PRESIDENT BARACK OBAMA: I need you guys involved. I need you active. Too many people out there are hurting. Too many people are out there hurting for us to sit around and doing nothing.
MS. IFILL: So Jackie, who’s the president targeting that message to?
MS. CALMES: Well, the message is generally to everyone because it’s as if he’s saying, I’m not powerless just because the Republicans in Congress are obstructing every major piece of legislation I put forward. And then, as each of these proposals dribbles out, as they have been, they have a separate message to the constituency he’s aiming at. Take these student loan proposals to ease the term of repayment for people with federal student loans. That was aimed, just as his audience that he made it to in Denver, at the University of Colorado, Denver, aimed at the youth – the younger voters who were critical to his election, and like other demographic groups, he’s got weaker support there. They’re not as energized. And so that’s aimed at that group.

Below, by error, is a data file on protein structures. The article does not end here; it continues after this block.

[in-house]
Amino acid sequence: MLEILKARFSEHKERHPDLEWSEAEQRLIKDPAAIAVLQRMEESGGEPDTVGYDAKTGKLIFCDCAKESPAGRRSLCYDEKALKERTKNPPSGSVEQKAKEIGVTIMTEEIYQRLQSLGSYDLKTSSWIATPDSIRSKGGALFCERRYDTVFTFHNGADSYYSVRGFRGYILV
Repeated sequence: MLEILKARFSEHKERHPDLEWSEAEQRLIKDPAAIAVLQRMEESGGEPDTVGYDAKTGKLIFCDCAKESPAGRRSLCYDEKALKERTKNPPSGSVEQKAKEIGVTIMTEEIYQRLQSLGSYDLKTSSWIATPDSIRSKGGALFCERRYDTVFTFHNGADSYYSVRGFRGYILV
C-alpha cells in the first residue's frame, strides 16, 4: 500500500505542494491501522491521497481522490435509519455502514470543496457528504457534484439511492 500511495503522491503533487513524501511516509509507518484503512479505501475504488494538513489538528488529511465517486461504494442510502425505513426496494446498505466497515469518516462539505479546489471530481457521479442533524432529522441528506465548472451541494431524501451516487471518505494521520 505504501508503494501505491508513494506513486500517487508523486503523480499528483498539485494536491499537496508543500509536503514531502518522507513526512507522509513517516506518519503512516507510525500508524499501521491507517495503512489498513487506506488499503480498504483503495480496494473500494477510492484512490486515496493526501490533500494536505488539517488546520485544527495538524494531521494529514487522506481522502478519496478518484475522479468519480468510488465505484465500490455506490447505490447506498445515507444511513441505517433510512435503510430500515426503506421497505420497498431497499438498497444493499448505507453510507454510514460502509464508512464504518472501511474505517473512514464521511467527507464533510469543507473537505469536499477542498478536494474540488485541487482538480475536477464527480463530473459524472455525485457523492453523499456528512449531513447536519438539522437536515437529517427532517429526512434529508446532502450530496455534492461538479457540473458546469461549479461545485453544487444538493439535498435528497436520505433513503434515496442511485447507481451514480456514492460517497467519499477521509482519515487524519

Two days earlier in Las Vegas, he had talked about his – the changed rules to ease refinancing for people who are facing or may not be facing foreclosure yet, but their house – they want to refinance to save money, but their home values are lower than their mortgage. So that’s for – that was in a Hispanic neighborhood, aimed at Hispanic voters.
MS. IFILL: But this micro-targeting is – is it strategic – as strategic as it is necessary?
MS. CALMES: Yes. (Laughter.)
MS. IFILL: Yes, yes, and yes. My favorite answer.
MS. CALMES: I mean, the worst thing would be for him – right now the attention is legislatively his jobs plan is at the mercy of Congress, as you said in your intro. It’s clearly not going to go. It’s blocked by Republican voters and enough – a couple of Democrats, just to keep it from being even a question of whether it might pass by a majority. So he – he has to do this just so he doesn’t look like he’s on the sidelines powerless.